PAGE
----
Beyond these familiar dichotomies, more thought needs to be given to the ways that behaviour change is recasting the state-citizen relation, and what alternative forms the behaviour change state might take. A ‘Nudging state’ risks depoliticising and diminishing our faith in positive state action. In the Nudging model, the state is just another voice trying to grab consumer attention in an already crowded market: it becomes no different to the private sector marketers and advertisers who have been subtly shaping our preferences for many decades. An alternative, social democratic approach could use the behaviour change agenda to reassert the importance of an active state, but in a way that develops more empowering models of citizen engagement than traditional command-and-control approaches. The important insights of behavioural theories should be heeded, but the traditional case for state regulation, mandates and bans needs to be sustained: it is increasingly clear some behaviour change will require a ‘shove’ rather than a nudge (eg smoking in public places). Simultaneously, the case needs to be made that the state is the only institution that can protect citizens against potentially undesirable or damaging attempts to shape their behaviour. This might take the form of direct regulation (eg curbing advertising aimed at children). More creatively, it could involve raising awareness of ubiquitous attempts to shape decision-making, and equipping citizens with the psychological and deliberative toolkit to define and implement – individually and collectively – their own behaviour change agenda. This would necessarily be linked to broader questions about the good society, rather than just immediate ‘choice environments’. So what emerges is a more complex vision of the modern social democratic state, in an age where behaviour change is an integral objective. Crucially, this recognises that behaviour change is not politically neutral, as some of Nudge’s advocates like to suggest. Instead, it raises fundamental questions about the citizen’s relationship to the state and the market, about which social democrats and neoliberals will have very different things to say.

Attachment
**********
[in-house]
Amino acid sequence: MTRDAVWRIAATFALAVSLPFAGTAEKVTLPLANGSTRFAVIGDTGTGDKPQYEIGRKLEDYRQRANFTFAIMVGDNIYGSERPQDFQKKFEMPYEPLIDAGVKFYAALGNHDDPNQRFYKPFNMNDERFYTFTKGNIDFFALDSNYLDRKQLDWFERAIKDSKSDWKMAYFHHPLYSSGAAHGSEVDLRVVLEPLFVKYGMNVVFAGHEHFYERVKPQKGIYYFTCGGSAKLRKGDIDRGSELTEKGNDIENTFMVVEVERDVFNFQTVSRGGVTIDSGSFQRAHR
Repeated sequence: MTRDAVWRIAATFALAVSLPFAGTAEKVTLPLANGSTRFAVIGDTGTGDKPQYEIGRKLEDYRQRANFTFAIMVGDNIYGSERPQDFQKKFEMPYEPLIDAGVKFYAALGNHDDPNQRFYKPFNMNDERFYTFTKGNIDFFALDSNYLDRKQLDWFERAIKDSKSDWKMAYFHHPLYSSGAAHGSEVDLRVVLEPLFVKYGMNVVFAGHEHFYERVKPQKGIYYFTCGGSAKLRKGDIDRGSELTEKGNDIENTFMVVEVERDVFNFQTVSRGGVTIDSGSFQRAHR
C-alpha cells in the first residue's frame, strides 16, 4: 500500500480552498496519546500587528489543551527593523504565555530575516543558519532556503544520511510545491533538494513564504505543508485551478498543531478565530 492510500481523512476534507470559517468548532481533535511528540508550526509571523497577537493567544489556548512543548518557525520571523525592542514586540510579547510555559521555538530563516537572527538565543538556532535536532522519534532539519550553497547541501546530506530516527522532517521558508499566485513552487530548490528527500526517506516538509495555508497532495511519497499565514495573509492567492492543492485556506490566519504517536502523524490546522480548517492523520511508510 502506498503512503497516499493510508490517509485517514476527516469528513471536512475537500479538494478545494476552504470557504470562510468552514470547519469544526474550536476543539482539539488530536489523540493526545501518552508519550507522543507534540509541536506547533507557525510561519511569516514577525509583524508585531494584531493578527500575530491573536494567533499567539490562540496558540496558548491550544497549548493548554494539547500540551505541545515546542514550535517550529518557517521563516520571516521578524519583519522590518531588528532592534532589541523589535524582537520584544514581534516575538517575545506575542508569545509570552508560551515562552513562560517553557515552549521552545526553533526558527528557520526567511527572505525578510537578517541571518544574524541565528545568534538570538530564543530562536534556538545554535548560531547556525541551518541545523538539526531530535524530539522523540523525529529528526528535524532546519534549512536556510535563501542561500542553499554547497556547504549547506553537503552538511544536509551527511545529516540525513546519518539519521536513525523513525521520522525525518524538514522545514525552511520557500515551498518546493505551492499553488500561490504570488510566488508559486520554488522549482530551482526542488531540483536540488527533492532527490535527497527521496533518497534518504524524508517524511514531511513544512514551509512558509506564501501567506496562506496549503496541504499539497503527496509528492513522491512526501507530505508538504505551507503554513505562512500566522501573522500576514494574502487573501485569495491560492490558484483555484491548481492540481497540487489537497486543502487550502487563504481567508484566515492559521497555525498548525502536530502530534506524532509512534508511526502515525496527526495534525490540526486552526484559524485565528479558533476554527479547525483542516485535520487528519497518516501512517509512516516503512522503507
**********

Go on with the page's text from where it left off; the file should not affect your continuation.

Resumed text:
The politics of behaviour change: Nudge, neoliberalism and the state’ is part of the Policy & Politics January 14 issue (volume 42, number 1) and is available on Ingenta.

What’s to be done about capitalism? Everyday making and changing the world

Jonathan S. Davies
Jonathan S. Davies

Jonathan S. Davies discusses his article, Just do it differently? Everyday making, Marxism and the struggle against neoliberalism, part of the 40th anniversary special issue of Policy & Politics. The issue is available free online until the 30 November.